Explore Glasgow

TAICEP is excited to host our 8th Annual Conference in Glasgow, Scotland's largest metropolis. From its rich industrial heritage and modern structures to the vibrant art and food scene, Glasgow offers an abundance of attractions for all to enjoy. Many of Glasgow's most impressive landmarks and attractions are within walking distance from the hotel. We we hope you will take advantage of all that Glasgow has to offer.

Glasgow Cathedral and Necropolis
The Glasgow Cathedral, also known as St. Mungo's Cathedral, is a beautiful and impressive example of Scottish Gothic architecture both inside and out. To the east, you will find the Necropolis, Glasgow's historic cemetery. The Necropolis was inspired by the Père Lachaise Cemetery in Paris, France and officially opened in 1833.

Kelvingrove Art Gallery and Museum
The museum opened over a century ago and is Glasgow's most popular tourist attraction housing over 22 galleries of Renaissance and Impressionist art, 15th century armor, and Egyptian artifacts.

University of Glasgow

The University of Glasgow is a public research university in Glasgow, Scotland. Founded by papal bull in 1451, it is the fourth-oldest university in the English-speaking world and one of Scotland's four ancient universities. The University has attracted students from over 140 countries around the world and stands as the premier research institution in the UK.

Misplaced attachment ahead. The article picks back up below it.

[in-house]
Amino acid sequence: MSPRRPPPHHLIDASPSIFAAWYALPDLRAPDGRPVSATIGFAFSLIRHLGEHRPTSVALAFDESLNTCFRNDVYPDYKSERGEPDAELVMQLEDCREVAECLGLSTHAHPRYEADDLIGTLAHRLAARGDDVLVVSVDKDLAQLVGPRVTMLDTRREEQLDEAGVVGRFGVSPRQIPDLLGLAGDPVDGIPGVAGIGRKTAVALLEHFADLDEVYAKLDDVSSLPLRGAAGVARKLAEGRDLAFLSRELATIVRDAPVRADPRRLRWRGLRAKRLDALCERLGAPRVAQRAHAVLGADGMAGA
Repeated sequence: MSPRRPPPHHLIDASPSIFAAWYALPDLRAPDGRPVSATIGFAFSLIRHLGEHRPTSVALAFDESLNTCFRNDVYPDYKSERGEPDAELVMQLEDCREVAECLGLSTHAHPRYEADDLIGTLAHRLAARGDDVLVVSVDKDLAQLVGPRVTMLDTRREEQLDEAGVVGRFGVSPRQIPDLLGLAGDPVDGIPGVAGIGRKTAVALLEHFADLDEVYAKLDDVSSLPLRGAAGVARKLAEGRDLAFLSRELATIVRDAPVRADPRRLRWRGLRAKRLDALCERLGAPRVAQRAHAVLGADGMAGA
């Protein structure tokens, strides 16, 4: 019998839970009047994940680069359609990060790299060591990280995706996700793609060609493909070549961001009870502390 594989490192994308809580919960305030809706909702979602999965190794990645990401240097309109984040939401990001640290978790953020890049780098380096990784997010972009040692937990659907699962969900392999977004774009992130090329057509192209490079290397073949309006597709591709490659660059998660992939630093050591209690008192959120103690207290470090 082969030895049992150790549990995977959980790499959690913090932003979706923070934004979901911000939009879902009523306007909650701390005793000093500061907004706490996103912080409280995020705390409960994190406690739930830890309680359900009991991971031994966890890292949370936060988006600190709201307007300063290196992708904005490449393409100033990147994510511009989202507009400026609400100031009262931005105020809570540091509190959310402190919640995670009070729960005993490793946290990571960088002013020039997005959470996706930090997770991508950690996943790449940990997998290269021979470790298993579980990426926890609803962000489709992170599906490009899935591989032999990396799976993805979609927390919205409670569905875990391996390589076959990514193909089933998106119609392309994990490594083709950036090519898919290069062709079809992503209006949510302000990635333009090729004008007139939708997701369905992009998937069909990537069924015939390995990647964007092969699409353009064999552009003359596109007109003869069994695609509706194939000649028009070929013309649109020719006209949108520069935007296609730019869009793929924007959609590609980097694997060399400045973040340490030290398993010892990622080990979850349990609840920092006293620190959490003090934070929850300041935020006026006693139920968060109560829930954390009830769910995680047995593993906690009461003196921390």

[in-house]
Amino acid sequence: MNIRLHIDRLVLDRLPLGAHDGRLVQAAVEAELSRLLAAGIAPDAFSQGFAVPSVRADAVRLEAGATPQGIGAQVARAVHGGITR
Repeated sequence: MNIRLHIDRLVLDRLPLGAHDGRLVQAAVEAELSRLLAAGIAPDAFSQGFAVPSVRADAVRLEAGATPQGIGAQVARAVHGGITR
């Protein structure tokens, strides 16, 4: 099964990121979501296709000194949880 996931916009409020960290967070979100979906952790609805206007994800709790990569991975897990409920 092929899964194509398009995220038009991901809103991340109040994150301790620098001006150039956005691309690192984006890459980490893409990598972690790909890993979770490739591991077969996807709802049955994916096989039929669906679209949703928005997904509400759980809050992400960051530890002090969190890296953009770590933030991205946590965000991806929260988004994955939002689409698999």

TAICEP is excited to offer a post-conference field trip to the University of Glasgow!

Glasgow Science Centre

Located on south bank of the River Clyde is the must-see Glasgow Science Centre with its interactive exhibits, workshops, shows, activities, planetarium and IMAX theater.

Glasgow Botanic Gardens

Beautiful flowers and sprawling lawns make the Glasgow Botanic Gardens a notable city landmark. At the center of the gardens is the Kibble Palace, a large glasshouse built in 1873.

Want to really get to know Glasgow beyond the typical tourist attractions? Alistair Wylie, lifelong native Scot and member of the 2022 conference planning team has provided some cultural observations, and detailed visitor recommendations.

  • The City Centre area, where the conference hotel is located, is an area of continuing regeneration and alive with creativity and construction work. The main shopping street (Buchanan [pronounced: Bew-cannon] Street) is regarded as one of the top shopping destinations outside of London. Running perpendicular to Buchanan Street at the top of city centre you will find Sauchiehall [pronounced: Sockie-hall] Street. This is another shopping area with some important landmarks including the residential Garnethill area, Glasgow School of Art, the King's Theatre, the Pavilion Theatre and the Glasgow Royal Concert Hall. The concert hall is regarded as having some of the best acoustics in the world and attracts performances from international artists. Running perpendicular to Buchanan Street at the bottom of the city centre you will find Argyle Street. As well as offering a range of shopping, this street also hosts the conference hotel itself. Along Argyle Street, you will find St Enoch Square which sits beside the St Enoch Shopping Centre which is the largest glass-covered structure in Europe. Further along Argyle Street, you will find the Tron Theatre and, nearby, the trendy Merchant City area. Continuing to the end of Argyle Street, where the road is intersected by High Street and the Saltmarket, brings you onto Gallowgate which is home to the famous Barrowlands Ballroom.